Fresh off a big crypto scam involving a number of its members only four months ago, Faze Clan announced today that the group is about to become a publicly traded company, meaning fans will soon be able to buy shares. Their initial valuation? Oh, $1 billion.
The move was announced in a press release posted to the group’s website earlier today, which is full of exactly the kind of language you’re expecting and hoping it to, like:
FaZe Clan is at the forefront of the global creator economy — an industry centered around innovative digital content development fueled by social media influencers, creators and businesses who monetize their content online. With a leading digital content platform created for and by Gen Z and millennials, FaZe Clan has established a highly engaged, loyal global fan base of over 350 million across its combined social platforms that rivals established major sports leagues and generates more social media interactions than the next top eight esports organizations combined.
They’re estimating that this will raise nearly $300 million in cash, which they’ll immediately reinvest into a “global multi-platform growth strategy spanning content, gaming, entertainment, and consumer products, including potential acquisitions”.
This is big news for a group of guys who started out making trick shot YouTube videos, but there are also some concerns here. Firstly, you need to be 18 to buy shares, which rules out most of Faze’s fanbase. Secondly, while Faze Clan and all their associated efforts are popular as hell, there is no way this company is worth $1 billion at the moment. As DoTEsports’ Jacob Wolf says, “The fact FaZe will be valued at $1 billion because of this SPAC deal is wild to me. Feels all hype and no sauce”. Other major esports teams have gone public for only a fraction of this, and some of those, like TSM, offered far sounder investments as part of their offering (like PC hardware) than Faze’s more fickle focus on “content”.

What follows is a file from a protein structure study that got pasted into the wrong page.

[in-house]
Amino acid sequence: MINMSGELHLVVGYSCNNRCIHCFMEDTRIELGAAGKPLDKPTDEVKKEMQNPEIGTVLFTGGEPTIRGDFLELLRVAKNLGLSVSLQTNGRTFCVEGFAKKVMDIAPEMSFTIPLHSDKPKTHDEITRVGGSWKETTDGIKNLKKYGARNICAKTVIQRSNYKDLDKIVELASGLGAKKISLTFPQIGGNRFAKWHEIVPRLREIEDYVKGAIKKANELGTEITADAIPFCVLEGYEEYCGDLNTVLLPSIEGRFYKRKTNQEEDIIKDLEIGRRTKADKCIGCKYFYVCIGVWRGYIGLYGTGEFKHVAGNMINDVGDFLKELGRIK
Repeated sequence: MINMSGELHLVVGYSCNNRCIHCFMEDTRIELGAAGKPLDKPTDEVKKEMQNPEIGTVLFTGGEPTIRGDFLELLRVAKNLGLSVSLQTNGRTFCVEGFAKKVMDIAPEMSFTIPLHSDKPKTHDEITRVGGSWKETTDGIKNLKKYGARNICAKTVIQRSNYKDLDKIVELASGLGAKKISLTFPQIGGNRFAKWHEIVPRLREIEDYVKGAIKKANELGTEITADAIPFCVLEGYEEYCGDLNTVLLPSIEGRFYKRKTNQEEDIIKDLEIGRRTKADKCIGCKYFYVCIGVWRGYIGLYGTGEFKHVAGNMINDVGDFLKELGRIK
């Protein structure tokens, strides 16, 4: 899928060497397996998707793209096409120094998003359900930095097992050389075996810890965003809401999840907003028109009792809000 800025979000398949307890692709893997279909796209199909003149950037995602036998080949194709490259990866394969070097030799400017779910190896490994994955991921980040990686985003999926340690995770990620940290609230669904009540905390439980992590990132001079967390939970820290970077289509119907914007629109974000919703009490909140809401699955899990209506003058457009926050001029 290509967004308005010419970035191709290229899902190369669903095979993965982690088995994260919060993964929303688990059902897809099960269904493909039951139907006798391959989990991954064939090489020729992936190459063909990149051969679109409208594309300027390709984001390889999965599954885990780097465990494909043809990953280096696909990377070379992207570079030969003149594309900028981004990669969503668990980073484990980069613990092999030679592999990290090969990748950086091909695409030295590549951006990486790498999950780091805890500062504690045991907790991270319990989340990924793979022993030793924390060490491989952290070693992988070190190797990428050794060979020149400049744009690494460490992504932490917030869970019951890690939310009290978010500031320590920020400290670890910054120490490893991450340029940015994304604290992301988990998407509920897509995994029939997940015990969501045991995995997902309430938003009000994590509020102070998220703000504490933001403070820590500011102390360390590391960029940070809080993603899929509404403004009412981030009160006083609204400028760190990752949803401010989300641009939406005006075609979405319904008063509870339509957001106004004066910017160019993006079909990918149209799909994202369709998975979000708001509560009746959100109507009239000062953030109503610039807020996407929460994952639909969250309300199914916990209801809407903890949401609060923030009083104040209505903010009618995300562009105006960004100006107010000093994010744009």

That’s not to say Faze won’t change this. Like they said in their announcement, they’ll be looking at acquisitions, and given their background you’d expect those to have something to do with esports and video games. But those haven’t happened yet, so valuing them at such an astronomical price ahead of time sure sounds optimistic.
Then there’s the nature of the offering. Normally when a company goes from being privately-owned to selling shares on the stockmarket, it does so in an IPO, or Initial Public Offering, which simply takes the existing private company public and has long been the most traditional approach. In the last few years, though, there has been an explosion in SPAC (Special Purpose Acquisition Company) deals, which are also known as “blank cheque companies”.
As the Wall Street Journal explains (emphasis mine):
A SPAC is a shell firm that raises money and begins trading on a stock exchange to merge with a private company and take it public. The private company then replaces the SPAC in the stock market. SPAC deals have exploded in the past year, in part because they allow startups such as FaZe Clan to make business projections that aren’t allowed in traditional initial public offerings.
Like, say, valuing your company at $1 billion? In this case, Faze are teaming up with “B. Riley Principal 150 Merger Corp”, and in 2022 once merged the company will be known as “FaZe Holdings Inc.”, trading on the stockmarket as “FAZE”.
For months now, there has been increasing concern that this rush of SPAC deals are a bubble waiting to burst, much like a similar trend—reverse mergers—did a decade ago, under extremely similar circumstances. Goldman Sachs chief executive David Solomon has said, for example, that the SPAC boom is not “sustainable in the medium term.”
HBR also points out that everyone from the Financial Times (“SPACs are oven-ready deals you should leave on the shelf”) to SEC Chairman Jay Clayton (the SEC are now looking at tightening the rules related to SPAC projections) have expressed reservations over the boom, owing not just to the bubble risk, but also to factors like SPACs not requiring the same levels of disclosure an IPO requires, and that the value of most SPAC companies actually falls by the time they begin trading.
This of course means nothing to you unless you’re a huge Faze fan or are considering investing money, but for everyone else it’s just some stuff to bear in mind as we watch this develop over the coming months.